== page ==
Hardware is the New Software

Grand St. Reimagines Retail for Personalized Tech: Hardware Has Changed, So Should the Way It’s Sold

Hackers from the deadpool try a different approach for selling consumer electronics.
aviary3 Grand St. Reimagines Retail for Personalized Tech: Hardware Has Changed, So Should the Way Its Sold

Ms. Peyton (Photo: @msg via AmandaPeyton.com)

All that hardware-is-the-new-software talk you’ve been hearing will soon get an equally avant-garde means of distribution, courtesy of a new venture called Grand St. “We are re-thinking online electronics retail for this new era in hardware,” Grand St. cofounder Amanda Peyton, a Y Combinator alum, told Betabeat.

Between the financial model for hardware shifting–with pre-sales on Kickstarter and IndieGoGo or product development through Quirky–not to mention 3D printing and rise of the maker, “The experience of finding and buying new personal technology needs to adapt as well,” Ms. Peyton wrote on her blog yesterday, in an introduction to Grand St.

“The biggest players are the same–Best Buy, Wal-Mart, Amazon,” Ms. Peyton added. “Given all the above changes, surely this segment would have to shift.” As one of her commenters noted, working capital requirements for retail deals is a big drag on getting new hardware to the masses. Presumably Grand St.–a reference to Williamsburg, natch–wants to fix that.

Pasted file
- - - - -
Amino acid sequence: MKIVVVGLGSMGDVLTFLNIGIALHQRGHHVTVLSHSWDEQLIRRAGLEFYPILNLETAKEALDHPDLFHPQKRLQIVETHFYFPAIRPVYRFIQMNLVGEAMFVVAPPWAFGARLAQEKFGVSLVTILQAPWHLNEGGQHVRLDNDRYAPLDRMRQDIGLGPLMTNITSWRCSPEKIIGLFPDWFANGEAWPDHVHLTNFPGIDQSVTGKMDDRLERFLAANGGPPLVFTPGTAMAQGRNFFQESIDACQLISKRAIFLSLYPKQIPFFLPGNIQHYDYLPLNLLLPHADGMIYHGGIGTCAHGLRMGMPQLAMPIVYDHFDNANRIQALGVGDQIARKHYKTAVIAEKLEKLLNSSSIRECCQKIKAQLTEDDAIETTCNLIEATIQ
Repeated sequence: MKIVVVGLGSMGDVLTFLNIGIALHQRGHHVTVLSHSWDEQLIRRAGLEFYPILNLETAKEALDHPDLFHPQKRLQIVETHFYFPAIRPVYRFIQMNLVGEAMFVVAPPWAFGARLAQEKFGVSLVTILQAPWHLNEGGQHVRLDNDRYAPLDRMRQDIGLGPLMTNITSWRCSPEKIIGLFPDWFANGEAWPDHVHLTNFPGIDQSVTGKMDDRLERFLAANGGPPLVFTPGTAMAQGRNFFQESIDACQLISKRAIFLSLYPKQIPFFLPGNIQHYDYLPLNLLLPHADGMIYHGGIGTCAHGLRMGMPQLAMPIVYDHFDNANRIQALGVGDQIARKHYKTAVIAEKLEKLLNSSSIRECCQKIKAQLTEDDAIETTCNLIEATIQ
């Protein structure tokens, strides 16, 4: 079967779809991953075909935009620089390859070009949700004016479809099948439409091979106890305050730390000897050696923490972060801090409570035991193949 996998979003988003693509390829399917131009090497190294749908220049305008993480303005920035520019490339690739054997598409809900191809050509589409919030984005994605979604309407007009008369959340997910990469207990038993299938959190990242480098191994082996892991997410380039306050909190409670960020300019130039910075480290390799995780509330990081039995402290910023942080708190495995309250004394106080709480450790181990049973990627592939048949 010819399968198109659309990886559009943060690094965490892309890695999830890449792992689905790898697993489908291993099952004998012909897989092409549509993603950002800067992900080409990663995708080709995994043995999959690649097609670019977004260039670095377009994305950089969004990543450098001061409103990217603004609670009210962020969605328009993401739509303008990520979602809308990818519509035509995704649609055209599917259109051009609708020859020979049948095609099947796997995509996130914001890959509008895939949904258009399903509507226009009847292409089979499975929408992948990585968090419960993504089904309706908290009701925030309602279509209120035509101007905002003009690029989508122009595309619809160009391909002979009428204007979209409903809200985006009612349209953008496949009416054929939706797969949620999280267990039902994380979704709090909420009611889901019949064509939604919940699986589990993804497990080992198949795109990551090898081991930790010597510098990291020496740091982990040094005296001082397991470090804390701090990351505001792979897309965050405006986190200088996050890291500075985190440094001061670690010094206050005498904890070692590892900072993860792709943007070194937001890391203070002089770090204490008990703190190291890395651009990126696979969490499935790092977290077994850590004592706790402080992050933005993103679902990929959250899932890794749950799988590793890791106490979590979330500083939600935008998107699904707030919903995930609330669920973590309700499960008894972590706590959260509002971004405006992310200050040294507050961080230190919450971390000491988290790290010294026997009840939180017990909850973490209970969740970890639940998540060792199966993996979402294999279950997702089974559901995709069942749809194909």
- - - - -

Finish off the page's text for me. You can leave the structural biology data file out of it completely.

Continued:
Ms. Peyton, an MBA from MIT, cofounded MessageParty, a since-shuttered location app. Her two cofounders at Grand St. are Betabeat poachable Joe Lallouz and his partner-in-crime Aaron Henshaw, both developers from the dearly departed Hashable.

What exactly does the trio mean by “personal technology”? A Nike Fuelband, a Makerbot, your very own hipster cooking device? “Personal technology is anything in your life with an on button,” Ms. Peyton explained by email. “We would definitely be open to selling all three, though we are planning to focus on more independent producers in the beginning.”

Ironically, a big part of this emerging push towards hardware has been facilitated by software, Ms. Peyton explained on her blog. She elaborated on that in an email to Betabeat, pointing to, “software/hardware combos like the Jambox, which can be customized from the web, or the Lark which tracks your sleep and gives you insight via iPhone app.”

Customizing those iPhones and Android devices you can’t seem to put down will play a big role in this sector, Ms. Peyton predicted. “This creates a huge demand for the right kind of customer service that can educate consumers on these new devices.”

While the “gadget-obsessed web nerds,” go about building out Grand St., early adopters can visit the placeholder site for a chance to win cash, credit, or a donation to charity playing a game called Snake. We’re pretty sure you can beat Betabeat’s score, a big, fat “0.”

Follow Nitasha Tiku on Twitter or via RSS. ntiku@observer.com